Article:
Rita Lundqvist

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Often a novel or a collection of short stories can make you imagine the illustrations that would suit the text. The fourteen paintings (all 2016) in Rita Lundqvist’s show have a similar, yet opposite, effect: you can’t help but wonder what narratives might accompany these mysterious oils on panel. The inscrutable paintings almost seem linked because they have so much in common: smallish, perfectly square dimensions; a subdued palette of mostly grays, blues, and greens; a depiction of at least one figure dressed in plain, vaguely old-fashioned clothing. But no characters recur, and no story emerges. Instead you are left peering into flat, lightly populated landscapes, wondering why the woman in Bird/Fågel stands alone in the woods, staring at a bird, and whether you should be concerned about the way the barefoot man in Moon/Måne, awkwardly handles his half-dressed companion. —Leigh Anne Miller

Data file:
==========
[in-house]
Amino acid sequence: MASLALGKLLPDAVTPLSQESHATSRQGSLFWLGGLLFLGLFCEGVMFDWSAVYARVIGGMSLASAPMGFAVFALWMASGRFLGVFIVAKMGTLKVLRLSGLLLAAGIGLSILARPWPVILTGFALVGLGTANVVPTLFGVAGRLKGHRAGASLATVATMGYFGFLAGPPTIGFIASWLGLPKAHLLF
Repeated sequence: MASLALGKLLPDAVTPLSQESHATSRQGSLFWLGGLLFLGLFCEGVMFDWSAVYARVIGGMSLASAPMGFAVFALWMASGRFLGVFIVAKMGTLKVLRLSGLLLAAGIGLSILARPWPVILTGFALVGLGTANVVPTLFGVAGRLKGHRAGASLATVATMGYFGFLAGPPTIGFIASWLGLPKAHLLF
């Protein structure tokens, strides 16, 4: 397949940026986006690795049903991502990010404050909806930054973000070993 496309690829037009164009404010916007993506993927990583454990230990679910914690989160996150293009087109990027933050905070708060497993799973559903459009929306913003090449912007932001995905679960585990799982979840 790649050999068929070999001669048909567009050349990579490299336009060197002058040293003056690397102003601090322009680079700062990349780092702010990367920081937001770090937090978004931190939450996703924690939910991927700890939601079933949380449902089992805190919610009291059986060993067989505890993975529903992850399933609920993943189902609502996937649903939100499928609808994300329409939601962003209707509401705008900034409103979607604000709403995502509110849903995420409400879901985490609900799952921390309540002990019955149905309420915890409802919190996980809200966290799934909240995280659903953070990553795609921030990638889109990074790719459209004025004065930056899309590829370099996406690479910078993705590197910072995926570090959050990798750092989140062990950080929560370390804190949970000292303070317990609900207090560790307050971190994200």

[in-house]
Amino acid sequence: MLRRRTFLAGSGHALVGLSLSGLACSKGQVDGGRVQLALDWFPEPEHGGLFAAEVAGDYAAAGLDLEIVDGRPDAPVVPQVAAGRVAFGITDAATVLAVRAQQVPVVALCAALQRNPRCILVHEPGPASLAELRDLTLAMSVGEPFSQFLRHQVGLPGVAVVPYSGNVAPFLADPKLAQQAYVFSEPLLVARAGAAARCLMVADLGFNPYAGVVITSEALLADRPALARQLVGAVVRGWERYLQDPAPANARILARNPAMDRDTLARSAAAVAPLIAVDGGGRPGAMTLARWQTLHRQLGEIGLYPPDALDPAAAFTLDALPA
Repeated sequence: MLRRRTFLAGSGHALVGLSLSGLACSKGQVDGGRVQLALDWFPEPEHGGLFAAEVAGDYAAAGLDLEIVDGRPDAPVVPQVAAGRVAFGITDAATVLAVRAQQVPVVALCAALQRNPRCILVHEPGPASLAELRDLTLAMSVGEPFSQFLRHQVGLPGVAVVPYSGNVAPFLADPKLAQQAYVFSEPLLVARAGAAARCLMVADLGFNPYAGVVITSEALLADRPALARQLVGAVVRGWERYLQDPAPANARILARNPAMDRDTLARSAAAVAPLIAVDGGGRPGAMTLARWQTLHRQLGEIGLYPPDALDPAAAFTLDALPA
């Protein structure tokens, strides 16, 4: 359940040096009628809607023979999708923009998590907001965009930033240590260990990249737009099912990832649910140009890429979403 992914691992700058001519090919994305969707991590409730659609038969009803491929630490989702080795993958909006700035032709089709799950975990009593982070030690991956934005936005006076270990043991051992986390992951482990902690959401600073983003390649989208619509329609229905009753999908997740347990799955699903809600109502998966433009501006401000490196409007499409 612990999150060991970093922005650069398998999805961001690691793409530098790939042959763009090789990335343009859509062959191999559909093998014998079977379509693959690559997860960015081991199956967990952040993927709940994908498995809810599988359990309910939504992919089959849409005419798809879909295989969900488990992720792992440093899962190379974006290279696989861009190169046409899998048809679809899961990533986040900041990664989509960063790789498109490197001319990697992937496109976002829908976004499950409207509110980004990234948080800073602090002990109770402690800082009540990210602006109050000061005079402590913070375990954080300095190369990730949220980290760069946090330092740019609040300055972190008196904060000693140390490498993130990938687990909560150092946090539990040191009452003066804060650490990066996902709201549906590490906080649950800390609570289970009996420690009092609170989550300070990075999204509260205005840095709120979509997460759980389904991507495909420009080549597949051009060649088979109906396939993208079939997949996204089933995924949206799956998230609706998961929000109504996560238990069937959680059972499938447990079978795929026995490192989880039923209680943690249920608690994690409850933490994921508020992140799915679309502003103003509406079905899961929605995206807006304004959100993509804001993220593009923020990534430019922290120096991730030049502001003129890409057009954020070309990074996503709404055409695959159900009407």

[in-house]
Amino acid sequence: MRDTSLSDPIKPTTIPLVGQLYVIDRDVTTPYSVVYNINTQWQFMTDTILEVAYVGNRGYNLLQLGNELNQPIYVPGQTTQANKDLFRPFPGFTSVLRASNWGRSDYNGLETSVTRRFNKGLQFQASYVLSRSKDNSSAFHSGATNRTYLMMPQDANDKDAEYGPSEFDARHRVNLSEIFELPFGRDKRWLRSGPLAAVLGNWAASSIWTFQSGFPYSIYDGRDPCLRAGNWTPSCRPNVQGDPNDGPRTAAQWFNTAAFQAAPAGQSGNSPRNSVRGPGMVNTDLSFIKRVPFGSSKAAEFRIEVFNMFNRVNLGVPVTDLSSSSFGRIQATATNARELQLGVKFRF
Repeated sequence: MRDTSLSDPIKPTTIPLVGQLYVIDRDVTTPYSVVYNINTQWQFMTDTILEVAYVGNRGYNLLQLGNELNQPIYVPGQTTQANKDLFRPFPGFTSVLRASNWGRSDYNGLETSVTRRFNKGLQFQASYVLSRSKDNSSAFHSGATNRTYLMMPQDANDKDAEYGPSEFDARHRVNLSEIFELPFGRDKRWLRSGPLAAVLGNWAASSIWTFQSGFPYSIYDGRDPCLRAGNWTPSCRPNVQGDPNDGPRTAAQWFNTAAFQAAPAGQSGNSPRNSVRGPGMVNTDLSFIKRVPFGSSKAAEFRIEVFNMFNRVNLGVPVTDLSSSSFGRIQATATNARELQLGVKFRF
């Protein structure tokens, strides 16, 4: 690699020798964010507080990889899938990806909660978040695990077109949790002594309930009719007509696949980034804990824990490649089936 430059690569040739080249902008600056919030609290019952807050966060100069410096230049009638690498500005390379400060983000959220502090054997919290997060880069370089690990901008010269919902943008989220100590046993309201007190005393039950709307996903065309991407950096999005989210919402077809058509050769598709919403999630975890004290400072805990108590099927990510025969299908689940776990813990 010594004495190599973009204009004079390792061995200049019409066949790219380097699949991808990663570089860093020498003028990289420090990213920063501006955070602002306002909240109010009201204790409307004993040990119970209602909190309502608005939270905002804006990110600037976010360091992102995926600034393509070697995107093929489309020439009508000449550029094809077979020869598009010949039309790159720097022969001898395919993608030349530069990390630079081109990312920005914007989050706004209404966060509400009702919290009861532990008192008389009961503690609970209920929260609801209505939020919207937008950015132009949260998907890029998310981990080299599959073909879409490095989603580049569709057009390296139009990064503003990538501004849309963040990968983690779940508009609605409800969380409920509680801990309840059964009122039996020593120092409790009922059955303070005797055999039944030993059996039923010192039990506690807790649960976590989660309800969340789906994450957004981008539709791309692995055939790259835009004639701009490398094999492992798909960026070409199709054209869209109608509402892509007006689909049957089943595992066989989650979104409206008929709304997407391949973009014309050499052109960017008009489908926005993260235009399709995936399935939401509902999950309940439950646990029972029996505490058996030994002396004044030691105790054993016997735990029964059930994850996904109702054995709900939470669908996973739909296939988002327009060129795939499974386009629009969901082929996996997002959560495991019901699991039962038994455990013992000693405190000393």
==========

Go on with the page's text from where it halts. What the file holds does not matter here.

Pictured: Rita Lundqvist: Hole/Hål, 2016, oil on panel, 19 by 19 inches. Courtesy Tanya Bonakdar, New York.